C. Yeah. I try and integrate my aesthetic back into everything. I try not to be this guy with this big thing in my head I’ve got to express, like Wagner or something, but much more a person who’s a conduit for all these different circumstances, some of which are non- musical or completely incidental.
I get a lot of my instruments off Deptford market and I’ve got a friend who climbs in skips and sells me things. My brother used to work with all sorts of different media and he would go to scrap iron places. He bought these alarm bells he didn’t use and gave them to me. I’m still doing versions of things with them. I’m working out what notes they are by measuring them against the keyboard. I’m missing some, so I’ve integrated the whole concept of this missing minor 7th chord so the whole tonality has got this gap in it and I’m completely fascinated by this.
L. How did you get you into music?
C. I can’t really say there was ‘a moment’ – I sort of slid into it and found it was music.
We had a band in school; in the class everyone would play something. I played a snare drum one week and the teacher said I played it well. The next week she gave me a triangle. And I said, where’s the snare drum, that’s mine! And she said, no it’s not. I was completely like, I should be playing the drum! I wanted to get better at it.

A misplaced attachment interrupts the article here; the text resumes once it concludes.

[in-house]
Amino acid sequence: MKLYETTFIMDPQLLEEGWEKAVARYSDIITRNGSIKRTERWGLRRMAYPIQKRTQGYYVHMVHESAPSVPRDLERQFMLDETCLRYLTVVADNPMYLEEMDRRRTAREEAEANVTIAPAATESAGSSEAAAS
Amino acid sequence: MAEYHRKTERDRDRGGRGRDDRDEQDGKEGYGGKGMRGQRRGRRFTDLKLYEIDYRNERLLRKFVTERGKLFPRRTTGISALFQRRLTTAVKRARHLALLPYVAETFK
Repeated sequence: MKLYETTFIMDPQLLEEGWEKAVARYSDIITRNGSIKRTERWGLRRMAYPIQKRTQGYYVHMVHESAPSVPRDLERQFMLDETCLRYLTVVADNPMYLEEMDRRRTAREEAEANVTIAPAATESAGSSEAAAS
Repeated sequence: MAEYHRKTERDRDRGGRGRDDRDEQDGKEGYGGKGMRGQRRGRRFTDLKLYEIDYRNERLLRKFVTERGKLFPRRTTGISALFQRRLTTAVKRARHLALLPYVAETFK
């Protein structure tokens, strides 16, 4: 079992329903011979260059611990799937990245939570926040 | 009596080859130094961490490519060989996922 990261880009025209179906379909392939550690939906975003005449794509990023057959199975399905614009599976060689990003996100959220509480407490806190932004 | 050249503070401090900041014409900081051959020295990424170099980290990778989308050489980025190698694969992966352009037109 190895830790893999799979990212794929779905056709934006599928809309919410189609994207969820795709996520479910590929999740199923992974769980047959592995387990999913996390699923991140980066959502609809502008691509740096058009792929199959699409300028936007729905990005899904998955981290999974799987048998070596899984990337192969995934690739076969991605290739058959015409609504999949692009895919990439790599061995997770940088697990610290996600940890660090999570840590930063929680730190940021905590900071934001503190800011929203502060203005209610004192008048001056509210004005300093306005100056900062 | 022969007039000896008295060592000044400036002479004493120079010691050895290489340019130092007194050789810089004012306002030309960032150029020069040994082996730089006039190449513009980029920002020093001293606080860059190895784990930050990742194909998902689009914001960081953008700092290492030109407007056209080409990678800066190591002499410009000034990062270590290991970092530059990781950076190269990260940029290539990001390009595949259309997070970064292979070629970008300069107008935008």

I started Piano lessons when I was about 4 and when I was about 8, I played a duet with a thunderstorm on a piano and these were things I didn’t really think about, I just did them.
Also My Dad had a great collection of 78s, Ben Webster, Teddy Wilson, Ben Webster, Lester Young, Ella, Art Tatum, Coleman Hawkins, loads of big bands, Duke Ellington, Count Basie…
L. That’s obviously been quite a big influence?
C. Yes and he took me to see amazing stuff, like Nat King Cole.
Then when I heard THE WHO, there was like a baptism of fire – that’s MY music! Not my Dad’s music!
Music has been around me all my life- it was my rebellion. That inner space when I was playing, I kept secret from my parents, from everybody actually. I’m not quite sure what it was… It was the space I wanted to use to change things – like that Greek thing, like when the mode of the music changes. I sort of feel, sometimes when I’m really into it, or mostly when I’m hearing something amazing, that music holds everything.
L. Is there a particular collaboration or place you’ve worked with that has had an effect on who you are and what you do? That’s had a real impact in your development?
C. l was making music in Acre Lane in Brixton for a long time, and I learnt a lot. When I lost connection with that space, I started working on youth music projects and disability arts projects at Lewisham Academy.
I’d become a Dad with three small children and it meant for once I wasn’t away all the time and could earn regular money. I still made albums and wrote songs. Some people think I seemed to disappear. I don’t think of it like that at all. I had a huge development creatively, spiritually and emotionally, just by being a Dad.